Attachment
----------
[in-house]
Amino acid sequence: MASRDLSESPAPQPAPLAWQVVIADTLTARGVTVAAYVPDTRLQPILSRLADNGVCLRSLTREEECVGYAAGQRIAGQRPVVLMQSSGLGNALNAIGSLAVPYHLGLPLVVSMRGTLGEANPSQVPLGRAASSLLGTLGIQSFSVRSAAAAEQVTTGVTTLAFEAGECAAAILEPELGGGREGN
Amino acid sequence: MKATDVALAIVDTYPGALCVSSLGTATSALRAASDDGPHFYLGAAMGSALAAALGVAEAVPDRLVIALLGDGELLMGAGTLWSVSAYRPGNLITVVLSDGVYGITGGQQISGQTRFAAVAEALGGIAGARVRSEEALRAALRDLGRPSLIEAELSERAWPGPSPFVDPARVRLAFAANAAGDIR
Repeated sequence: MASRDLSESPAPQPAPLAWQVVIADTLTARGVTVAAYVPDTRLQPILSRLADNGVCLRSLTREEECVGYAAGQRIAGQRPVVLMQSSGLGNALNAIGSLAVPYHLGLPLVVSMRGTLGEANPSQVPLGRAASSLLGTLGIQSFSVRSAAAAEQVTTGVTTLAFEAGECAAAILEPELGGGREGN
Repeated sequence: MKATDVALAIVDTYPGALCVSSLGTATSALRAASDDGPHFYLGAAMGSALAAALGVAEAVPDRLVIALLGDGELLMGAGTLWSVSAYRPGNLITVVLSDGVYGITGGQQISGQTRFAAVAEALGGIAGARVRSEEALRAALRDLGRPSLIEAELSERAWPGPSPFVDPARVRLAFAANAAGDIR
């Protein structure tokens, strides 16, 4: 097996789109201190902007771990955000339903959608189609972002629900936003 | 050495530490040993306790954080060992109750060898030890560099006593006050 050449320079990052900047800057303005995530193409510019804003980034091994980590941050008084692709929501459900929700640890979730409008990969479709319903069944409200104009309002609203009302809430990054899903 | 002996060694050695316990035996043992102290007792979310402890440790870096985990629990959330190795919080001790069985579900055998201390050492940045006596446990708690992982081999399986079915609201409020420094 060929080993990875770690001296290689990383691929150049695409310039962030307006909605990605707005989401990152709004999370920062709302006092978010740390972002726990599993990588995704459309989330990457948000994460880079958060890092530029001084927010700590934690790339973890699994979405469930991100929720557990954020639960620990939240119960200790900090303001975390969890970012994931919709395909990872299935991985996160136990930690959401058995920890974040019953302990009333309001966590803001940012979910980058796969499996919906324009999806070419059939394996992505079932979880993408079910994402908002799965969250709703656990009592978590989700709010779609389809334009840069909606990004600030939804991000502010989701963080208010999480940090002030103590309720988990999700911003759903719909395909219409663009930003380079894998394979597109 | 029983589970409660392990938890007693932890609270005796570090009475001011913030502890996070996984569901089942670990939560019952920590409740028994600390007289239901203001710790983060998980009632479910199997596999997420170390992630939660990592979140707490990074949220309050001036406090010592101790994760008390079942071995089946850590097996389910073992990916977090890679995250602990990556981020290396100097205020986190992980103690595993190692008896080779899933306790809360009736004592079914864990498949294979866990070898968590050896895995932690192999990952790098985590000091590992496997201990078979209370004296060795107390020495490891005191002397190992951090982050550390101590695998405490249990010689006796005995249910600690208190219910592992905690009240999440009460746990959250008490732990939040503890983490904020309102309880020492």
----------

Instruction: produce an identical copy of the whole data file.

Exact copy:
[in-house]
Amino acid sequence: MASRDLSESPAPQPAPLAWQVVIADTLTARGVTVAAYVPDTRLQPILSRLADNGVCLRSLTREEECVGYAAGQRIAGQRPVVLMQSSGLGNALNAIGSLAVPYHLGLPLVVSMRGTLGEANPSQVPLGRAASSLLGTLGIQSFSVRSAAAAEQVTTGVTTLAFEAGECAAAILEPELGGGREGN
Amino acid sequence: MKATDVALAIVDTYPGALCVSSLGTATSALRAASDDGPHFYLGAAMGSALAAALGVAEAVPDRLVIALLGDGELLMGAGTLWSVSAYRPGNLITVVLSDGVYGITGGQQISGQTRFAAVAEALGGIAGARVRSEEALRAALRDLGRPSLIEAELSERAWPGPSPFVDPARVRLAFAANAAGDIR
Repeated sequence: MASRDLSESPAPQPAPLAWQVVIADTLTARGVTVAAYVPDTRLQPILSRLADNGVCLRSLTREEECVGYAAGQRIAGQRPVVLMQSSGLGNALNAIGSLAVPYHLGLPLVVSMRGTLGEANPSQVPLGRAASSLLGTLGIQSFSVRSAAAAEQVTTGVTTLAFEAGECAAAILEPELGGGREGN
Repeated sequence: MKATDVALAIVDTYPGALCVSSLGTATSALRAASDDGPHFYLGAAMGSALAAALGVAEAVPDRLVIALLGDGELLMGAGTLWSVSAYRPGNLITVVLSDGVYGITGGQQISGQTRFAAVAEALGGIAGARVRSEEALRAALRDLGRPSLIEAELSERAWPGPSPFVDPARVRLAFAANAAGDIR
């Protein structure tokens, strides 16, 4: 097996789109201190902007771990955000339903959608189609972002629900936003 | 050495530490040993306790954080060992109750060898030890560099006593006050 050449320079990052900047800057303005995530193409510019804003980034091994980590941050008084692709929501459900929700640890979730409008990969479709319903069944409200104009309002609203009302809430990054899903 | 002996060694050695316990035996043992102290007792979310402890440790870096985990629990959330190795919080001790069985579900055998201390050492940045006596446990708690992982081999399986079915609201409020420094 060929080993990875770690001296290689990383691929150049695409310039962030307006909605990605707005989401990152709004999370920062709302006092978010740390972002726990599993990588995704459309989330990457948000994460880079958060890092530029001084927010700590934690790339973890699994979405469930991100929720557990954020639960620990939240119960200790900090303001975390969890970012994931919709395909990872299935991985996160136990930690959401058995920890974040019953302990009333309001966590803001940012979910980058796969499996919906324009999806070419059939394996992505079932979880993408079910994402908002799965969250709703656990009592978590989700709010779609389809334009840069909606990004600030939804991000502010989701963080208010999480940090002030103590309720988990999700911003759903719909395909219409663009930003380079894998394979597109 | 029983589970409660392990938890007693932890609270005796570090009475001011913030502890996070996984569901089942670990939560019952920590409740028994600390007289239901203001710790983060998980009632479910199997596999997420170390992630939660990592979140707490990074949220309050001036406090010592101790994760008390079942071995089946850590097996389910073992990916977090890679995250602990990556981020290396100097205020986190992980103690595993190692008896080779899933306790809360009736004592079914864990498949294979866990070898968590050896895995932690192999990952790098985590000091590992496997201990078979209370004296060795107390020495490891005191002397190992951090982050550390101590695998405490249990010689006796005995249910600690208190219910592992905690009240999440009460746990959250008490732990939040503890983490904020309102309880020492």